MERIDIAN, Miss. (WTOK) - Mississippi's per-capita rate of painkiller prescriptions is one of the highest in the nation. It's become a crisis across the state, and now lots of agencies are coming together to try to put a stop to it.
The Department of Mental Health, the Department of Public Safety, the Bureau of Narcotics, the Board of Pharmacy, and the Mississippi offices of the FBI all teamed up to host a town hall meeting in Meridian Tuesday night. They all gathered at Meridian Community College's Tommy Dulaney center, along with local officials and professionals, to talk about the misuse of prescription drugs and what can be done to help those who have been impacted.
"We're traveling around Mississippi holding these town hall meetings to do two things," Angela Mallette from the Mississippi Targeted Opioid Project explains. "One, educate the community on opioids and the crisis that we're seeing in Mississippi and also to talk to people about treatment options that are available,"
Officials say treatment is one of the biggest issues right now, and there are ways that those in need can get help locally.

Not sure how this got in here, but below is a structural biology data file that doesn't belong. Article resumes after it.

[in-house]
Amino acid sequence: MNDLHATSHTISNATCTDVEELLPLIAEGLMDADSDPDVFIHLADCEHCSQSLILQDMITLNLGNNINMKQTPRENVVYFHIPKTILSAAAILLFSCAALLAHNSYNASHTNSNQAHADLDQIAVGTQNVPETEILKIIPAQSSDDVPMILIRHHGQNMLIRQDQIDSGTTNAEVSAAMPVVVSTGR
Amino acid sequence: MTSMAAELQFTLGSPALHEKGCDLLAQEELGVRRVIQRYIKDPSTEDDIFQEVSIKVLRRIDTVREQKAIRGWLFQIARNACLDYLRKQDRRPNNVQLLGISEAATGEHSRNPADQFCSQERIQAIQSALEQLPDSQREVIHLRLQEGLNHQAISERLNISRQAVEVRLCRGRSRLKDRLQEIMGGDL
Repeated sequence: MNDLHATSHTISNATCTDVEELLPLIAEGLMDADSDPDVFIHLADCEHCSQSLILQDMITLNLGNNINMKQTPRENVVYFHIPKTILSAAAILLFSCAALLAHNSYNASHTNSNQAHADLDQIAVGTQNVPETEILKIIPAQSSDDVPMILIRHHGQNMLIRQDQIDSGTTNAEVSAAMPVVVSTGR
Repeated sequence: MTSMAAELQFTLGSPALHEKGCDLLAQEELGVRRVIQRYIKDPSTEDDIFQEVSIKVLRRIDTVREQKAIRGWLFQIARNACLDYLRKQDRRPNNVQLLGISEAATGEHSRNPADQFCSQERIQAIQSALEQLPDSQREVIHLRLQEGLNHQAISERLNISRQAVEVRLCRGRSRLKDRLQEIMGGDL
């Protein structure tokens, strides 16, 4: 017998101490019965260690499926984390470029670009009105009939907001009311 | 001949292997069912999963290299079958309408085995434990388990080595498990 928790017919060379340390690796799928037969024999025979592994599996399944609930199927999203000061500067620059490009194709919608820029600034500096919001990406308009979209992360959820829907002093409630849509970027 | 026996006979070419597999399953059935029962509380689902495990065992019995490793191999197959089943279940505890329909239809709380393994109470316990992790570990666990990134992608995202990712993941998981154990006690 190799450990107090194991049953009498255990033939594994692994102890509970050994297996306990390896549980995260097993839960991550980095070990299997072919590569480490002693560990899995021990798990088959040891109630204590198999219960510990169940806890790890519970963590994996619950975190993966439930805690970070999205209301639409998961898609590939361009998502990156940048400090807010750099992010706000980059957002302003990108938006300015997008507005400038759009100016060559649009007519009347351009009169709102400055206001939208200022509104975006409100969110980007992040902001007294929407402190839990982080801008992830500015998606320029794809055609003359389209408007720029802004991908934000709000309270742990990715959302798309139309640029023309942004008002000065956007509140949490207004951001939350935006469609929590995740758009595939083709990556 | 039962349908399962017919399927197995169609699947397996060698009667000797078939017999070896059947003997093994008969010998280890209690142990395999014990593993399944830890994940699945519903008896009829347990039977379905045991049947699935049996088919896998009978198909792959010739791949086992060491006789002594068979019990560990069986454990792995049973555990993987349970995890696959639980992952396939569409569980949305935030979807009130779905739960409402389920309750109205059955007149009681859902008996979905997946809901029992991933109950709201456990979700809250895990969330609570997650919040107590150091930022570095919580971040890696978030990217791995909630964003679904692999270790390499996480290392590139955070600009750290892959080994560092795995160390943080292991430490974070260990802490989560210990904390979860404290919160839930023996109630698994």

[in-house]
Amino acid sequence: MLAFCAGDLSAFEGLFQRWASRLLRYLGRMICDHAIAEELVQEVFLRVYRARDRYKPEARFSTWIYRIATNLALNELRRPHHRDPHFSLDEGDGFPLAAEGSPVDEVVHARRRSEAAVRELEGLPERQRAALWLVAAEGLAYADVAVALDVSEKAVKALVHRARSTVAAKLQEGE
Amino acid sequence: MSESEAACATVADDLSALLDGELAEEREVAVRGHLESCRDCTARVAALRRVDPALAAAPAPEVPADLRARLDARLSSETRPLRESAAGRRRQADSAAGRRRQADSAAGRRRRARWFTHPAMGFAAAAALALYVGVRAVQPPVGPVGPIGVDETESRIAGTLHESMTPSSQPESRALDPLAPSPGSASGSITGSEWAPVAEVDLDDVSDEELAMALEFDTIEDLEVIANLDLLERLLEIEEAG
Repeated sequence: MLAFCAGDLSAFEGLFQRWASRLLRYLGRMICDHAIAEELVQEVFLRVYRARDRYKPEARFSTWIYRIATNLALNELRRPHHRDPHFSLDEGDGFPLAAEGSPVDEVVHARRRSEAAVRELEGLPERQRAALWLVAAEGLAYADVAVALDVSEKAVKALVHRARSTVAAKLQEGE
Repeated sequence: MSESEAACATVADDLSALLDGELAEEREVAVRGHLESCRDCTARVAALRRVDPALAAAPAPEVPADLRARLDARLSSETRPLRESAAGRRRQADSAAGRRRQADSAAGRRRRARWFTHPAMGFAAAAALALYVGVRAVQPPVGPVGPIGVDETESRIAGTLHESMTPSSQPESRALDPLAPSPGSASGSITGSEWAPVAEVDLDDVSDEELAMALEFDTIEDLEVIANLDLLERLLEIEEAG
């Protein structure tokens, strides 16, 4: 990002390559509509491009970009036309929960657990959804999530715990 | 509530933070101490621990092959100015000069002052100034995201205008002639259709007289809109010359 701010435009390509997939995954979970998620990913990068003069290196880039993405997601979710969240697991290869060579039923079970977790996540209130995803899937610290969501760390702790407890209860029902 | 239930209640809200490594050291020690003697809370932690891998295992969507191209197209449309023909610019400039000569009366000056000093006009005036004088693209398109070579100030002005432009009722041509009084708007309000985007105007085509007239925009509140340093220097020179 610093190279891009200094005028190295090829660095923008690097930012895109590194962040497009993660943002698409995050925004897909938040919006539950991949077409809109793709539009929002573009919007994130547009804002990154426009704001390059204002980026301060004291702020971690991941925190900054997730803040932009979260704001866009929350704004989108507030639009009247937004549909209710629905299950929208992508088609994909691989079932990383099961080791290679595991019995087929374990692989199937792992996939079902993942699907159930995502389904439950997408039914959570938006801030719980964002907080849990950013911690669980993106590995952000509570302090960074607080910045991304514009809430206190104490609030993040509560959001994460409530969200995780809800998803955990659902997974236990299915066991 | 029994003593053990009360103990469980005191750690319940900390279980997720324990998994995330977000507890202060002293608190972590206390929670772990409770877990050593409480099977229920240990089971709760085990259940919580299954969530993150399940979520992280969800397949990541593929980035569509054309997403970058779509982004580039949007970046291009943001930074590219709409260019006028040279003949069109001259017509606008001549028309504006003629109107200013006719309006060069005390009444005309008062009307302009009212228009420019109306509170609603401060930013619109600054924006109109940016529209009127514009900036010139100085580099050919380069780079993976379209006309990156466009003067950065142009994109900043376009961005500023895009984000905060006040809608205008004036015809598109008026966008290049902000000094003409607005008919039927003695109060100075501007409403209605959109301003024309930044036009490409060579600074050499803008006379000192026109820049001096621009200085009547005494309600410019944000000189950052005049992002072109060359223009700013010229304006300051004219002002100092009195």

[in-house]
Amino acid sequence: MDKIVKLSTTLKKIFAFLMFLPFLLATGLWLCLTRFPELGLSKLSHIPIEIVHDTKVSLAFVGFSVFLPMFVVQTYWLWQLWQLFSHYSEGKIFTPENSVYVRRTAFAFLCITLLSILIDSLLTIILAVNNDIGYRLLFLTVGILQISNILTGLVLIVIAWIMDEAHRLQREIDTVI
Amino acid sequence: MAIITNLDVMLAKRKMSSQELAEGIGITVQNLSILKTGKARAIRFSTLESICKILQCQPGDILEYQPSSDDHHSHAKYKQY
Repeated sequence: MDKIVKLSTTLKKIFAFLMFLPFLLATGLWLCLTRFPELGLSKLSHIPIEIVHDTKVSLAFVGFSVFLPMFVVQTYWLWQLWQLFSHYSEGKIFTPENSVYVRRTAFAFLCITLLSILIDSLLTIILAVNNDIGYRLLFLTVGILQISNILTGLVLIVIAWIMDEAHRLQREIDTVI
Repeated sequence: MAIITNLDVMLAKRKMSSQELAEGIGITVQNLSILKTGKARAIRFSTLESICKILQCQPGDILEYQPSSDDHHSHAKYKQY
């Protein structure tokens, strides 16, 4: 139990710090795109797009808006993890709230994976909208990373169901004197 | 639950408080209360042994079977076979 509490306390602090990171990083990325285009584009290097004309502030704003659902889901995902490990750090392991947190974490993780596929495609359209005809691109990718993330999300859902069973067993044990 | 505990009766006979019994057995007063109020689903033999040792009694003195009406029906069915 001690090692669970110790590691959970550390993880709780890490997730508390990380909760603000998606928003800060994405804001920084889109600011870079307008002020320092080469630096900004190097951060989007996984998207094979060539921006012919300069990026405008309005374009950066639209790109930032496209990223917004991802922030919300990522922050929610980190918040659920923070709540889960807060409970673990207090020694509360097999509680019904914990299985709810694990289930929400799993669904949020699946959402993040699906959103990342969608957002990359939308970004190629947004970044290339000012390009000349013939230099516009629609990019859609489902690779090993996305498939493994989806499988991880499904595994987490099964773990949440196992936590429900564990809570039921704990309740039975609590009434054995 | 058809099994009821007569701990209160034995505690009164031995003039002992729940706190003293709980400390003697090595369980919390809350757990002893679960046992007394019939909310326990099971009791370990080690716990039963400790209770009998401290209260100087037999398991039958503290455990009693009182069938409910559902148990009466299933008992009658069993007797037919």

"We have various levels of treatment," Mary Lyons from Weems Community Mental Health Center says. "We have a primary in-patient residential. We have an out-patient program. Anybody that calls inquiring about services won't have to give their name right off the bat. They can just give general information, and we can direct them into the right service area. Once somebody comes in, all of our services are completely confidential."
This meeting is one of a series of town hall meetings across the state that are open to the public.
According to the Centers for Disease Control and Prevention, each day, 46 people die from an overdose of prescription painkillers in the U.S. In Mississippi, there are 120 painkiller prescriptions per 100 people.